January: Martin Luther King, Jr. Day

This year marks the 40th anniversary of the first celebration of Martin Luther King, Jr. (MLK) Day at The University of Texas at Austin. On November 2, 1983, after much controversy, President Ronald Reagan signed the bill that established MLK Day as a federal holiday. Though the holiday celebrates Dr. King’s January 15, 1929 birthday, it is observed annually on the third Monday of January, which falls on January 16 this year. The first national celebration of MLK Day occurred in 1986, eighteen years after King’s 1968 assassination.[1] It took another five years and additional debate before Texas Governor Anne Richards signed a bill on June 11, 1991, making MLK Day a state holiday. In 1983, the African-American Culture Committee (AACC) of The University of Texas’s University Unions organized the first such commemoration on campus.[2][3] Since 1995, The Austin Area Heritage Council, which sponsors programming that strives to represent and celebrate diversity in Austin, has organized the annual MLK Day celebrations at the university.

The University of Texas’s relationship with the person and ideas of Martin Luther King, Jr. predates and exceeds the annual recognition of his birthday on our campus. In 1962, Dr. King visited the University to speak to members of the UT community about race relations in the US. He spoke in the Texas Union Building’s Ballroom to a crowd of almost 1,200 people and was forced to spend a night on campus after his reservation at Austin’s Driskill Hotel was canceled over fears that the other hotel patrons would not be happy with his presence there.[4] In 1968, as an outcome of such racist sentiments, the renowned civil rights leader was assassinated in Memphis while leading a protest in support of a sanitation workers’ strike.[5]

Article commemorating the Martin Luther King, Jr. Day celebrations, March 8, 1962, Daily Texan Newspaper.

Nineteen year later, in 1987, students at UT lobbied to have a statue of MLK placed on the University’s campus. The students formed the Martin Luther King Jr. Sculpture Foundation and approached UT President William Cunningham in hopes of securing funding for the statue. Cunningham provided $150,000 for the construction of a marble pedestal, but tasked members of the foundation with securing funding for the statue themselves. In 1995, the Martin Luther King Jr. Sculpture Foundation worked with the UT Student Government to secure a commitment of a $1 contribution from every UT student’s tuition payment for each semester over four years, eventually raising $500,000 for the project. In 1999, the University placed the MLK Statue, sculpted by Chicago-based sculptors Jeffrey Varilla and Anna Koh-Varilla, on the campus’ East Mall. UT was the second university in the United States to feature a statue of Dr. King, preceded only by his alma mater, Morehouse University.[6]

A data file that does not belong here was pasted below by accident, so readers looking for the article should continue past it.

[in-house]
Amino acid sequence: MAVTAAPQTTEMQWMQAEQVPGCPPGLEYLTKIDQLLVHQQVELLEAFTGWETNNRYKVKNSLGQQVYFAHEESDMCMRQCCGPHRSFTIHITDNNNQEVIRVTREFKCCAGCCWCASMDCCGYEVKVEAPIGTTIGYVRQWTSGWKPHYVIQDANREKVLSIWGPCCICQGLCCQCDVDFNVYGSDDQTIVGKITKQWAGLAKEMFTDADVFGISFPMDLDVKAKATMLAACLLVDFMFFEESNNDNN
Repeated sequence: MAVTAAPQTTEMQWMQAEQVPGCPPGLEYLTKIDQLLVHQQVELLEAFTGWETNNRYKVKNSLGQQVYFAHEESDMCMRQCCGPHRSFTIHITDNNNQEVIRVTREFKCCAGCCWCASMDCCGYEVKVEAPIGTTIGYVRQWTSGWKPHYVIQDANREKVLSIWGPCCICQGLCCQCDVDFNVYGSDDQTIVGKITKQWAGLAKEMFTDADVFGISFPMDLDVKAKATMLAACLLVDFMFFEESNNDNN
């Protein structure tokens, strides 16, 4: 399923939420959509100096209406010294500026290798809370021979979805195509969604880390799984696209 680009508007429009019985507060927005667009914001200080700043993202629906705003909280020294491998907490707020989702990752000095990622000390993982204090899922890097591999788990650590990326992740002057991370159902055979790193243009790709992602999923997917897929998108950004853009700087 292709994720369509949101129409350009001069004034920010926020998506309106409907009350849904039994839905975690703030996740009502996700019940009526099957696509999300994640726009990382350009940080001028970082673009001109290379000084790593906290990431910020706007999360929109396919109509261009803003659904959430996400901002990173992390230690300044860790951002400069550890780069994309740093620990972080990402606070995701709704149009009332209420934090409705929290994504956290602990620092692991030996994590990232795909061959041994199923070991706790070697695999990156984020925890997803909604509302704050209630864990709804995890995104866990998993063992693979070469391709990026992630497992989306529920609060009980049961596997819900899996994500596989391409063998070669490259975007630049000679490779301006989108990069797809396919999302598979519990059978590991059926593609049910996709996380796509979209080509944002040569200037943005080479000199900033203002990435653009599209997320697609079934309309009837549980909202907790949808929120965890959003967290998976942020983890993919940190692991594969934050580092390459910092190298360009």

While there were high levels of UT student support for the creation of the MLK statue, not every member of the university and/or larger Austin community agreed with its being placed on campus. In the early 2000s, the statue was defaced twice, once when eggs were thrown at it and the other when two men sprayed graffiti on it. It has not been vandalized in the years since, as the University has worked to become a more inclusive place.

Today, The University of Texas is working to transform its East Mall, where Dr. King’s statue has stood for over two decades, into a commemorative site honoring the Black students who integrated UT’s undergraduate student body in 1956. The MLK statue is a fitting centerpiece for this celebration of the university’s historic arc of inclusivity and the institution’s efforts to fulfill its aspirations to be the flagship of higher education for all Texans.

Image of Martin Luther King, Jr. Statue on the East Mall of the UT Campus, 2018.

[1] Council, Austin Area Heritage. “Timeline | MLK Celebration – Austin, TX,” November 12, 2008. https://mlkcelebration.com/mlk-the-man/timeline/.

[2] Council, Austin Area Heritage. “Heritage Council | MLK Celebration – Austin, TX,” November 12, 2008. https://mlkcelebration.com/heritage-council/.

[3] Council, Austin Area Heritage. “March, Festival, and Food Drive | MLK Celebration – Austin, TX,” December 29, 2009. https://mlkcelebration.com/celebration-events/march-and-festival/.

[4] kvue.com. “Display Highlights Martin Luther King Jr.’s 1962 Visit to UT.” Accessed December 13, 2022. https://www.kvue.com/article/news/history/display-highlights-martin-luther-king-jrs-1962-visit-to-ut/269-535182613.

[5] NobelPrize.org. “The Nobel Peace Prize 1964.” Accessed January 10, 2023. https://www.nobelprize.org/prizes/peace/1964/king/biographical/.

[6] The Alcalde. “How the MLK Statue Came to the East Mall,” February 2, 2012. https://alcalde.texasexes.org/2012/02/mlk-on-the-east-mall/.